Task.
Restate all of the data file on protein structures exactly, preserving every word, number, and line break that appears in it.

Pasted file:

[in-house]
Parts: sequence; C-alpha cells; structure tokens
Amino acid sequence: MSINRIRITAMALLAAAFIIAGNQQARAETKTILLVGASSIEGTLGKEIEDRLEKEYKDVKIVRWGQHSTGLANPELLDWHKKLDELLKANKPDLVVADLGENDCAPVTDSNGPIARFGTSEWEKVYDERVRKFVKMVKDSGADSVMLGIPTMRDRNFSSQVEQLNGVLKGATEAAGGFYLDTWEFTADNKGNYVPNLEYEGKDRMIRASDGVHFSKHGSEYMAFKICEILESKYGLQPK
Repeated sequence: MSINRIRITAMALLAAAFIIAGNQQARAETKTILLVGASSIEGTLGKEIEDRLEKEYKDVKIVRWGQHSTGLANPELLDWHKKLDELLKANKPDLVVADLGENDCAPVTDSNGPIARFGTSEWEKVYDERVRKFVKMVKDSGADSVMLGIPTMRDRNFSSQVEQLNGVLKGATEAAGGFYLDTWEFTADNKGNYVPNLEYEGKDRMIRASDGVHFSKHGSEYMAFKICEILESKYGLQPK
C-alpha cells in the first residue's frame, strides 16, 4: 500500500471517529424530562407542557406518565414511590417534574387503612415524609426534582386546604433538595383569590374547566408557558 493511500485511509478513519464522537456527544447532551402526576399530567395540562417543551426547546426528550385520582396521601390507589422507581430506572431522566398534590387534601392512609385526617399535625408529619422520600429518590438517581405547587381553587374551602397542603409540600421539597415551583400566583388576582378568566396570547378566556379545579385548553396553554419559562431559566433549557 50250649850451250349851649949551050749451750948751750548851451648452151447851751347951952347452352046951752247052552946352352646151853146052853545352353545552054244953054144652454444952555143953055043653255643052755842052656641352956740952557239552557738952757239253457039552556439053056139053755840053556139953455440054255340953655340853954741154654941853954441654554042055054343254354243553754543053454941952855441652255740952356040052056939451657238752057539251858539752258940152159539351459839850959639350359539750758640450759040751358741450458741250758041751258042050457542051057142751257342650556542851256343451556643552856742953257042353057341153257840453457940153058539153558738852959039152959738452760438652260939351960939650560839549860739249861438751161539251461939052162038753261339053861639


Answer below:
[in-house]
Parts: sequence; C-alpha cells; structure tokens
Amino acid sequence: MSINRIRITAMALLAAAFIIAGNQQARAETKTILLVGASSIEGTLGKEIEDRLEKEYKDVKIVRWGQHSTGLANPELLDWHKKLDELLKANKPDLVVADLGENDCAPVTDSNGPIARFGTSEWEKVYDERVRKFVKMVKDSGADSVMLGIPTMRDRNFSSQVEQLNGVLKGATEAAGGFYLDTWEFTADNKGNYVPNLEYEGKDRMIRASDGVHFSKHGSEYMAFKICEILESKYGLQPK
Repeated sequence: MSINRIRITAMALLAAAFIIAGNQQARAETKTILLVGASSIEGTLGKEIEDRLEKEYKDVKIVRWGQHSTGLANPELLDWHKKLDELLKANKPDLVVADLGENDCAPVTDSNGPIARFGTSEWEKVYDERVRKFVKMVKDSGADSVMLGIPTMRDRNFSSQVEQLNGVLKGATEAAGGFYLDTWEFTADNKGNYVPNLEYEGKDRMIRASDGVHFSKHGSEYMAFKICEILESKYGLQPK
C-alpha cells in the first residue's frame, strides 16, 4: 500500500471517529424530562407542557406518565414511590417534574387503612415524609426534582386546604433538595383569590374547566408557558 493511500485511509478513519464522537456527544447532551402526576399530567395540562417543551426547546426528550385520582396521601390507589422507581430506572431522566398534590387534601392512609385526617399535625408529619422520600429518590438517581405547587381553587374551602397542603409540600421539597415551583400566583388576582378568566396570547378566556379545579385548553396553554419559562431559566433549557 50250649850451250349851649949551050749451750948751750548851451648452151447851751347951952347452352046951752247052552946352352646151853146052853545352353545552054244953054144652454444952555143953055043653255643052755842052656641352956740952557239552557738952757239253457039552556439053056139053755840053556139953455440054255340953655340853954741154654941853954441654554042055054343254354243553754543053454941952855441652255740952356040052056939451657238752057539251858539752258940152159539351459839850959639350359539750758640450759040751358741450458741250758041751258042050457542051057142751257342650556542851256343451556643552856742953257042353057341153257840453457940153058539153558738852959039152959738452760438652260939351960939650560839549860739249861438751161539251461939052162038753261339053861639